ACAP’s mission is to contribute to the efforts to reduce environmental risks and prevent pollution of the Arctic environment. ACAP acts as a strengthening and supporting mechanism of the Arctic Council, encouraging national actions to reduce emissions and releases of pollutants and to reduce environmental, human health and socio-economic risks.
The mission of the Arctic Monitoring and Assessment Programme Working Group (AMAP) is to monitor and assess pollution and climate change issues in the Arctic. AMAP produces independent, science-based and peer-reviewed assessments of the status of pollution and climate change in the Arctic in order to provide the basis for sound policy- and decision-making.
CAFF is the biodiversity working group of the Arctic Council and consists of National Representatives assigned by each of the eight Arctic Council Member States, representatives of Indigenous Peoples' organizations that are Permanent Participants to the Council, and Arctic Council observer countries and organizations. The CAFF Working Group operates by the Arctic Council Rules of Procedures.
The Emergency Prevention, Preparedness and Response (EPPR) Working Group is mandated to contribute to the prevention, preparedness and response to environmental and other emergencies, accidents and search and rescue (SAR). While not an operational response organization, EPPR conducts projects to address gaps, prepare strategies, share information, collect data, and collaborate with relevant partners on capabilities and research needs that exist in the Arctic.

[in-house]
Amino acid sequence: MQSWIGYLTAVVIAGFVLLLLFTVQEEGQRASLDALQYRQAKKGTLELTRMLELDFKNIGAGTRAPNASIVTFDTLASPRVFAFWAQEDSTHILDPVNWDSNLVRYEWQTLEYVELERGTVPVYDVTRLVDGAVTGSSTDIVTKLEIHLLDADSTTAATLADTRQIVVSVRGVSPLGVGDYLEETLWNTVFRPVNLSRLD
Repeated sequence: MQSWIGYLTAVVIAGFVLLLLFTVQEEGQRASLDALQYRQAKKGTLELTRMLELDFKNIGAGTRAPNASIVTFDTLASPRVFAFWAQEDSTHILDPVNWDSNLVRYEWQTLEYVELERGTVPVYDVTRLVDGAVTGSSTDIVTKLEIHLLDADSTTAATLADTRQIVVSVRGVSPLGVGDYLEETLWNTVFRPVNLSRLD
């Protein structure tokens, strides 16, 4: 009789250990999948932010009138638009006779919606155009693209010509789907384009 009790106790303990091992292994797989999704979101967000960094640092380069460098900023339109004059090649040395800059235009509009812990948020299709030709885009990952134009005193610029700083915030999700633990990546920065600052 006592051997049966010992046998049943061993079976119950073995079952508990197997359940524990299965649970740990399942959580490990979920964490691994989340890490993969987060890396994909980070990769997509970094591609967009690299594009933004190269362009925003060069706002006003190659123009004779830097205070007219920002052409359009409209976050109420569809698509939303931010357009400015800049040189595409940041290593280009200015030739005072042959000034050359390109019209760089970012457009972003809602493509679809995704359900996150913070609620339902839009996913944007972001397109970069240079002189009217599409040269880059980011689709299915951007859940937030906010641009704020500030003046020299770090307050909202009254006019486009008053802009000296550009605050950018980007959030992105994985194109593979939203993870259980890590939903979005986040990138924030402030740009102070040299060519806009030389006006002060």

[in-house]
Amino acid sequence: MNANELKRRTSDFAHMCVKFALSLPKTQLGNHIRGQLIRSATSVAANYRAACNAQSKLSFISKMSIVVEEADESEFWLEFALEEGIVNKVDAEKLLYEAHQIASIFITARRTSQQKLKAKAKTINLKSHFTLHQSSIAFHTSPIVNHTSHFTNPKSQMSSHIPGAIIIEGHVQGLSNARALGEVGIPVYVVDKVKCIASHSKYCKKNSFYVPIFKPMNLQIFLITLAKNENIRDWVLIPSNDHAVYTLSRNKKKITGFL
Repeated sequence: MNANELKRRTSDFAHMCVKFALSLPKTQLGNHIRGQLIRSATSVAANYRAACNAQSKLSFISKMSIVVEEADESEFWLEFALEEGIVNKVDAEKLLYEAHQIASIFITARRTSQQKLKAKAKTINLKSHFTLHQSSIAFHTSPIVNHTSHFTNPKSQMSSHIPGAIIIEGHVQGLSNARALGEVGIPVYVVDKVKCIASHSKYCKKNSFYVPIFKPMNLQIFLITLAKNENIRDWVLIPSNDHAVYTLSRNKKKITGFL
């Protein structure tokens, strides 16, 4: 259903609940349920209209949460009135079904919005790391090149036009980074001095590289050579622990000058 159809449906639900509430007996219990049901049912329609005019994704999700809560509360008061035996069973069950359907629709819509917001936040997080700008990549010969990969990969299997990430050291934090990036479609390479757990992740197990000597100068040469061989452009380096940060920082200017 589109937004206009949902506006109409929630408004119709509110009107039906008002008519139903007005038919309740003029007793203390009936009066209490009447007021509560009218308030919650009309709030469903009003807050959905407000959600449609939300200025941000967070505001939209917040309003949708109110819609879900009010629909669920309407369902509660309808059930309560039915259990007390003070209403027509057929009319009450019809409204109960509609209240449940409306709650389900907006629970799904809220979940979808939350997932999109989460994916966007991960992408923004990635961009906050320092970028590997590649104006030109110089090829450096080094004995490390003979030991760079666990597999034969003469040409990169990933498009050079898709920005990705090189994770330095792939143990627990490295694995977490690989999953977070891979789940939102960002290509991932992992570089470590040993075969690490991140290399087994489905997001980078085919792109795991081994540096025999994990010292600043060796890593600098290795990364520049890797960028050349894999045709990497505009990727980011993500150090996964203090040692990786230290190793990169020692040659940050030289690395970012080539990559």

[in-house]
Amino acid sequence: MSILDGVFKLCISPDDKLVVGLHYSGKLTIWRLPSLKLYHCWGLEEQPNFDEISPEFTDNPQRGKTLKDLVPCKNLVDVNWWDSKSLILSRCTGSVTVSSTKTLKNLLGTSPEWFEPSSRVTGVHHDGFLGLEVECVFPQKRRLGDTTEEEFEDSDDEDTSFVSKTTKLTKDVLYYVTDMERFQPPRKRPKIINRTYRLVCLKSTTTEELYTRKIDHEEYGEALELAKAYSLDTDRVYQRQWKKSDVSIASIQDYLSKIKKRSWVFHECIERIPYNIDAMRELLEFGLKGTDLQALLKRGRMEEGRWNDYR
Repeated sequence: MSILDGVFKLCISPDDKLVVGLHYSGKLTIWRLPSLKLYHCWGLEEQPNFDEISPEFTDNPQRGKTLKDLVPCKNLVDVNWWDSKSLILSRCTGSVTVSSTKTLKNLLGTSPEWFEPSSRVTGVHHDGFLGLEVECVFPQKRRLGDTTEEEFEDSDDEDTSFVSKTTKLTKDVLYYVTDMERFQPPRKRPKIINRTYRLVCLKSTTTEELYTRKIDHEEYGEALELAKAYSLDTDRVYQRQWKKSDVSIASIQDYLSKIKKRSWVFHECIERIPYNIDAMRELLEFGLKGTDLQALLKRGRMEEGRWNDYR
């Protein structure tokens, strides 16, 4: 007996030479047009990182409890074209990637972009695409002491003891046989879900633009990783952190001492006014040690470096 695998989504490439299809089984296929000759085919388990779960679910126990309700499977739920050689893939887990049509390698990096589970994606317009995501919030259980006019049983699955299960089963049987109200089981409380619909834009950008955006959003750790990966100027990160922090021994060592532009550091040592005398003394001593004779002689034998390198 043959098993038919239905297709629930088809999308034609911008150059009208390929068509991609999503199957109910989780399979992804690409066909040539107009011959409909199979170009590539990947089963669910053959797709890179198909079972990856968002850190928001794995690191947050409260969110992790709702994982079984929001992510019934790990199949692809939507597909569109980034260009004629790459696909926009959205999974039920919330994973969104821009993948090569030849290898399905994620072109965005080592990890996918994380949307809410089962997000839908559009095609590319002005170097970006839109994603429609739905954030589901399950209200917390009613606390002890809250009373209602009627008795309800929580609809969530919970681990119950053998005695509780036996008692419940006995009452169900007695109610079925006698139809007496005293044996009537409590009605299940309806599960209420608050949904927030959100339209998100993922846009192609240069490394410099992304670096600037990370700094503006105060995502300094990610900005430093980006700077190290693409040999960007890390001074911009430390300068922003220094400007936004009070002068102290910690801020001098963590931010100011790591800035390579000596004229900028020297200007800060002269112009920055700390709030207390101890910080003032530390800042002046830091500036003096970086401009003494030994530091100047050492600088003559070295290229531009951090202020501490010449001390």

The Protection of the Arctic Marine Environment (PAME) Working Group is the focal point of the Arctic Council’s activities related to the protection and sustainable use of the Arctic marine environment.
The Sustainable Development Working Group (SDWG) focuses on the human dimensions of the Arctic. It works to protect and enhance the environment, economy, social conditions and health of Indigenous communities and Arctic inhabitants.
Principle of Consensus: All decisions of the Arctic Council and its subsidiary bodies are by consensus of the eight Arctic Member States.
The Council's activities are conducted in six Working Groups. It is the responsibility of the Working Groups to execute the programs and projects mandated by the Arctic Council Ministers. These mandates are stated in the Ministerial Declarations, the official documents that result from Ministerial Meetings.
The work of Working Groups covers a broad field of subjects, from climate change to emergency response.
Each is supported by a Secretariat.
In addition, Working Groups regularly have invited guests or experts attending their meetings.